Cell division Binary fission (conjugation, transformation, and transduction) Mitosis
Mode of reproduction Asexual Sexual (involves meiosis)
Organelles Organelles are not membrane-bound (if present any) Organelles are membrane-bound and are specific in function
Cytoskeleton Absent Present
Duration of cell cycle Short ( 20-60 minutes) Long (12-24 hours)
Transcription and Translation Occurs at the same time First transcription occurs in nucleus then translation occurs in the cytoplasm
Metabolic mechanism Wide variation Krebs cycle, electron transport chain
Lysosomes and peroxisomes Absent Present
Flagella Simple structure ( submicroscopic in size composed of protein and flagellin) Complex (usually arranged as 9+2 surrounding two singlets of tubulin and other protein)
Example Archaea and bacteria Plants and animals
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 What are Prokaryotic Cells?

Prokaryotic cells are the smallest, simplest, and most ancient cells and the organisms made from these cells known as prokaryotes.

Characteristics of Prokaryotes

Prokaryotes are unicellular organisms that do not have a true nucleus as the DNA is not contained within a membrane or separated from the rest of the cell known as nucleiod.

All prokaryotic cells have a nucleoid region that contains DNA and RNA as their genetic material, ribosomes that are the sub-units of proteins, and cytoplasm that contains a cytoskeleton that helps in supporting the other parts of the cell.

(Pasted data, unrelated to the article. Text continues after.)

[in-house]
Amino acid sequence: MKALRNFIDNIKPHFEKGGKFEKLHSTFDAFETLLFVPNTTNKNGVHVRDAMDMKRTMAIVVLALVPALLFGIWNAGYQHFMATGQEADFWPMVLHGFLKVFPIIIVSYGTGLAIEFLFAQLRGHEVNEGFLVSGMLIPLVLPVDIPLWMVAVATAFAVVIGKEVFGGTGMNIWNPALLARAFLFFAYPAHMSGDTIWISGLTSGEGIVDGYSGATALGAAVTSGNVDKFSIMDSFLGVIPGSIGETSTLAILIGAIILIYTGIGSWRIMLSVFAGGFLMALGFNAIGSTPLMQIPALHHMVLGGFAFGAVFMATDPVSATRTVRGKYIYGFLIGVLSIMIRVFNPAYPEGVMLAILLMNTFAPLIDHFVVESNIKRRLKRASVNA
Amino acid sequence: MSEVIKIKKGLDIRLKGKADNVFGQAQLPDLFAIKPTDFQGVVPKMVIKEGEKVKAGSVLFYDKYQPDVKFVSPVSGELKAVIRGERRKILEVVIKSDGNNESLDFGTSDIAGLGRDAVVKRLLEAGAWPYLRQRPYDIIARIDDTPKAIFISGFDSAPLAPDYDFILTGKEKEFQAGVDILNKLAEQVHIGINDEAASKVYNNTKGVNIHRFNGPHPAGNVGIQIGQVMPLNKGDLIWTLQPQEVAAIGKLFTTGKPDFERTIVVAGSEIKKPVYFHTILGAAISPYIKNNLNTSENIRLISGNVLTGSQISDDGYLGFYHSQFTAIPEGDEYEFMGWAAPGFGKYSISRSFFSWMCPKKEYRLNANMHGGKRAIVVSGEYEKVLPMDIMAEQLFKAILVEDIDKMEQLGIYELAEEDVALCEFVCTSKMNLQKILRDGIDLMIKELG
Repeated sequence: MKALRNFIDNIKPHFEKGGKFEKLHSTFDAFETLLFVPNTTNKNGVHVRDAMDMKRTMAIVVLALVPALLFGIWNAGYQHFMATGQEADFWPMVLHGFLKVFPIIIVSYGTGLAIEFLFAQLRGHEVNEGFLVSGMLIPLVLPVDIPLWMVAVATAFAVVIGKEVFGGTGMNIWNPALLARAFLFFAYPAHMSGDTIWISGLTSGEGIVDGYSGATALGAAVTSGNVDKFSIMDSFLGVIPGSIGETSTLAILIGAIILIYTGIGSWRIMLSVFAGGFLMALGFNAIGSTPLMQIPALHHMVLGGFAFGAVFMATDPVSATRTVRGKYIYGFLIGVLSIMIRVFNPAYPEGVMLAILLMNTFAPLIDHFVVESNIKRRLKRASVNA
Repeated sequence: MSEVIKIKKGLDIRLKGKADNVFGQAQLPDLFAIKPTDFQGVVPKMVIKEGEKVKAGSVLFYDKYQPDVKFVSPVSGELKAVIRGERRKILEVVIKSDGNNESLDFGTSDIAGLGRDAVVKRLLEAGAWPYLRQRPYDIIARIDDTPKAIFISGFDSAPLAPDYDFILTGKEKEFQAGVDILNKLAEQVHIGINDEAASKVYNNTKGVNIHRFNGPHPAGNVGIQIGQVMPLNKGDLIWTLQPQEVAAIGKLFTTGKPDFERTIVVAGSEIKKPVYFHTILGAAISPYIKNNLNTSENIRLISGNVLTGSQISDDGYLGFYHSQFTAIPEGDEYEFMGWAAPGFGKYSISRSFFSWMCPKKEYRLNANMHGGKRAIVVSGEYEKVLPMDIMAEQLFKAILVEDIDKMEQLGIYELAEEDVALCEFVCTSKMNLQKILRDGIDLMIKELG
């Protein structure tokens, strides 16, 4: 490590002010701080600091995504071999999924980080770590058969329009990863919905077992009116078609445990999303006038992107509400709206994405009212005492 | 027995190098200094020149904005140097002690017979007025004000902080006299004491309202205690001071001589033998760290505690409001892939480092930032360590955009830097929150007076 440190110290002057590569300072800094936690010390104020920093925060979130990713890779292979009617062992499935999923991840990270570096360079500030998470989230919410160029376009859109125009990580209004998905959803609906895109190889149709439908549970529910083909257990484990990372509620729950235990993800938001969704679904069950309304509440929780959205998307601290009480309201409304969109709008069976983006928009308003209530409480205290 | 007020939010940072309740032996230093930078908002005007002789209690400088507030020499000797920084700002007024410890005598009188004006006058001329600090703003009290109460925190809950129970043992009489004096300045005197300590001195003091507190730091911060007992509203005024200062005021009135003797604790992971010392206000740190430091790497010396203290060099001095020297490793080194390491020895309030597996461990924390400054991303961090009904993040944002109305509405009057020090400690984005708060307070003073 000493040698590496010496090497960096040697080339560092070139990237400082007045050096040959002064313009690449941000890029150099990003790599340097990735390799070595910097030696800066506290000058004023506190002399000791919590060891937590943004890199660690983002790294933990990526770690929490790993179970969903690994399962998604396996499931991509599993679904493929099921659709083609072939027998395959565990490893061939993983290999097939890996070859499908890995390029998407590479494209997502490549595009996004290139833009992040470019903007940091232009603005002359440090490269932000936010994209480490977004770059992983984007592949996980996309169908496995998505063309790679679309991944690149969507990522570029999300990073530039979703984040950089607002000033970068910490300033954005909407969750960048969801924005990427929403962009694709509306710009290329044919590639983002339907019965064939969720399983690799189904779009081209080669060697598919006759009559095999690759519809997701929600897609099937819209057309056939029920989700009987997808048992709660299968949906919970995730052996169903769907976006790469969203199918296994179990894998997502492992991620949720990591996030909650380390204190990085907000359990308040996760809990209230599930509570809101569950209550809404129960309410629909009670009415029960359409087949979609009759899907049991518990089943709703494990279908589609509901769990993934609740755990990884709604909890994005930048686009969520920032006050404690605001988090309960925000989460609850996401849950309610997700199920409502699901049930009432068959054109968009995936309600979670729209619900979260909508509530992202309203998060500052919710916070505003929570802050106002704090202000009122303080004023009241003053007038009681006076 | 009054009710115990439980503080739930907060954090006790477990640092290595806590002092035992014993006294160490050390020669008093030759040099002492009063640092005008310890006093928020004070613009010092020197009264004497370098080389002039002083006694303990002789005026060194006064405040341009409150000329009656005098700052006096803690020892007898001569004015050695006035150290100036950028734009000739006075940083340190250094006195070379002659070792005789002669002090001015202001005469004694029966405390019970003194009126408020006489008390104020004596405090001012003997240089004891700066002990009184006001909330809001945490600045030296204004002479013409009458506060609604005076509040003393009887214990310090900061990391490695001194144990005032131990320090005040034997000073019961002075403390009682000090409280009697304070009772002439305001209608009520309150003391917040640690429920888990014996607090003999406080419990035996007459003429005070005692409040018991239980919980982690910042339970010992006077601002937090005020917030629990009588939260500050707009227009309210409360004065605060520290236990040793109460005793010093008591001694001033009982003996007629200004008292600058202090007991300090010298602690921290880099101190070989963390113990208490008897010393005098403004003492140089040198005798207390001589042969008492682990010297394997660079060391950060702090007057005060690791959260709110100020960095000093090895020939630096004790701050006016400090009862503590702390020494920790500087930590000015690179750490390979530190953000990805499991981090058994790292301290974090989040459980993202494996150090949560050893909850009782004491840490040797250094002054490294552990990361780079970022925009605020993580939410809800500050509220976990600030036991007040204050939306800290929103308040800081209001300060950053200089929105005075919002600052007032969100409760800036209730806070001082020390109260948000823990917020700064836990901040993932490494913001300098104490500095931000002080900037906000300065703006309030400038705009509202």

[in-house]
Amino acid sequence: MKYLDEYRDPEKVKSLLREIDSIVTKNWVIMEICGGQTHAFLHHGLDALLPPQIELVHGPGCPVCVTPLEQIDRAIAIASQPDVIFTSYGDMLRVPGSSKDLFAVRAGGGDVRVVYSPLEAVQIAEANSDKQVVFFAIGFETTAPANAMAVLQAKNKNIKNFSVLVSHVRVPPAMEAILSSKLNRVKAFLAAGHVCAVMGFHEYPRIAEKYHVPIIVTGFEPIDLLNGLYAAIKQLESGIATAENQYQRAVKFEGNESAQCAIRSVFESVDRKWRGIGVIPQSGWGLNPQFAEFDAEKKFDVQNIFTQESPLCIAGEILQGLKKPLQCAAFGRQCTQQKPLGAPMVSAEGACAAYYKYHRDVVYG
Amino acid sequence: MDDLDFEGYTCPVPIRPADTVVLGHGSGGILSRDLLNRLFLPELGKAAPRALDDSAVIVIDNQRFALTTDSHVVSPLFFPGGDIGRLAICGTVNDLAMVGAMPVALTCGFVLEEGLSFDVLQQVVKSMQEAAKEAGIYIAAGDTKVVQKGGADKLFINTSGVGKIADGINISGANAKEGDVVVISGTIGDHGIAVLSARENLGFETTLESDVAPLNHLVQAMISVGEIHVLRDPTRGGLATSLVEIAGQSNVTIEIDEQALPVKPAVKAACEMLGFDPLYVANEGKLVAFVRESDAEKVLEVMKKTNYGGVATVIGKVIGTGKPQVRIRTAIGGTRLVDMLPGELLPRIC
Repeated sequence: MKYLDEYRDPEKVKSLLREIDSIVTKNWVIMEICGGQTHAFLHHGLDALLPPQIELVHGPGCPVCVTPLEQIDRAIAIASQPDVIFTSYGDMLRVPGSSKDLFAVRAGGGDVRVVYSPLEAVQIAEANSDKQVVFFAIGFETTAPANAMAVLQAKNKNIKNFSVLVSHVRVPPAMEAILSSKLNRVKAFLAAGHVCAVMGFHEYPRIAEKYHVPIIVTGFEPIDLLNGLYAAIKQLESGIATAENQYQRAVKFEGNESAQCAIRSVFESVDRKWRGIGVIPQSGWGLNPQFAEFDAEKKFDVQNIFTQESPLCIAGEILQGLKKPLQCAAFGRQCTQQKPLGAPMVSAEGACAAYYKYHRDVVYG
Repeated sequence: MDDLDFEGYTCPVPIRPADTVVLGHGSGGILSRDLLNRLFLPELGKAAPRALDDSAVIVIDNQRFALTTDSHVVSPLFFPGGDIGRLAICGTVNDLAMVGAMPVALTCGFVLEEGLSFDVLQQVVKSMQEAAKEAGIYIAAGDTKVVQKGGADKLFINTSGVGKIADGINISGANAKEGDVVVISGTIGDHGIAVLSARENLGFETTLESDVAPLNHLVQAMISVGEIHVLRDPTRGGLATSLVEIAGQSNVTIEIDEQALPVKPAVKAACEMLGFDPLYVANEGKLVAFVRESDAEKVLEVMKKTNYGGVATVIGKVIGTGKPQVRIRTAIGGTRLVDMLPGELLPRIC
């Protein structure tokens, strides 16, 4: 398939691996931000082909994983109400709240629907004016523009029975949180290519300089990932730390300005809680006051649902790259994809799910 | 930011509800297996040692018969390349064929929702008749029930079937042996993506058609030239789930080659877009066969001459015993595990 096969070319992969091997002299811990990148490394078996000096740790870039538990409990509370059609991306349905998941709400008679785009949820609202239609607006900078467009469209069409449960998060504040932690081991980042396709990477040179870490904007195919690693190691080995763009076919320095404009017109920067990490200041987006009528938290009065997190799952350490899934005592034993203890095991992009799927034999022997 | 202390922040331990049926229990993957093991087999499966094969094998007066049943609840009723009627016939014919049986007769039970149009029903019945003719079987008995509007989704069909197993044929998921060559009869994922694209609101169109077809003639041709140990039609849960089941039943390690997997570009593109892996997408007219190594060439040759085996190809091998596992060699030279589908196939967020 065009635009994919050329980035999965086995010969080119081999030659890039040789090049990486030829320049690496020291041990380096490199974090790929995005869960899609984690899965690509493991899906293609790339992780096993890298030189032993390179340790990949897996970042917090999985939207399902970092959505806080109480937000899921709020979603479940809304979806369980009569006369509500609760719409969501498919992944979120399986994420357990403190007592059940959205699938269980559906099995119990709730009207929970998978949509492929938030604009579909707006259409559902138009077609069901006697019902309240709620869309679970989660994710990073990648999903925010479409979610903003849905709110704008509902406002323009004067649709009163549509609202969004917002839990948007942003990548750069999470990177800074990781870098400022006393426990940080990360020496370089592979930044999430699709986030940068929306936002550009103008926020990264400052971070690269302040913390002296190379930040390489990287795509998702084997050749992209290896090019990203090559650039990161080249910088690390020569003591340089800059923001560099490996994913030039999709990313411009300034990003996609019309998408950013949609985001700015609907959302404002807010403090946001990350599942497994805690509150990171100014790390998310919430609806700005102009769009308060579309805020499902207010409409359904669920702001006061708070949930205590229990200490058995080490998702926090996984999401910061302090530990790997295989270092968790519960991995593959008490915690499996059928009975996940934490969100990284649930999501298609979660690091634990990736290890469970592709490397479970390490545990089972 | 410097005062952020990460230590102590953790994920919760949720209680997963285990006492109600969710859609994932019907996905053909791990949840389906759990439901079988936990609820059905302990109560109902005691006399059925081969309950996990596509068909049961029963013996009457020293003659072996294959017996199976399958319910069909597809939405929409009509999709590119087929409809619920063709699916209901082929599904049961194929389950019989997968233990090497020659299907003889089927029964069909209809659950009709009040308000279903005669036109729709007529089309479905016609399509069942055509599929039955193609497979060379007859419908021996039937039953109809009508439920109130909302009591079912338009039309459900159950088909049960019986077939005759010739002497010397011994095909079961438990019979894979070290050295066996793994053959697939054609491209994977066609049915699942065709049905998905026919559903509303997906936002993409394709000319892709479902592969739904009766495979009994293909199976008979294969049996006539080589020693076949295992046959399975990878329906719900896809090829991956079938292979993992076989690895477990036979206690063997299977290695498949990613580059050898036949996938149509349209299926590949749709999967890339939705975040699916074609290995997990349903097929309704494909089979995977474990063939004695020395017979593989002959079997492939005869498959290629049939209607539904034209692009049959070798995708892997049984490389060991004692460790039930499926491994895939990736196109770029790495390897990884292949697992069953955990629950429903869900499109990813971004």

Prokaryotic cells usually range between 0.1 to 5 micrometers in length and have a higher surface area/ volume ratio which makes them able to obtain a larger amount of nutrients via the plasma membrane.

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Components of Prokaryotic Cells

Prokaryotic cells are not as complex as eukaryotic cells and can be seen in varying shapes and sizes.

There are four main components of prokaryotic cells:

Plasma Membrane

A plasma membrane also called a cell membrane is an outer covering that surrounds the cell’s cytoplasm and helps in regulating the flow of substances into and out of the cell.


The cytoplasm is a gel-like fluid composed mainly of water, enzymes, and salts in which all of the other cell components are suspended. The cytoplasm is the region found outside the nucleus but inside the plasma membrane.


Ribosomes found in prokaryotic cells are smaller and have a slightly different shape and composition than those found in eukaryotic cells. Despite the differences, the function of ribosomes is to build proteins by translating messages sent from DNA in both types of cells.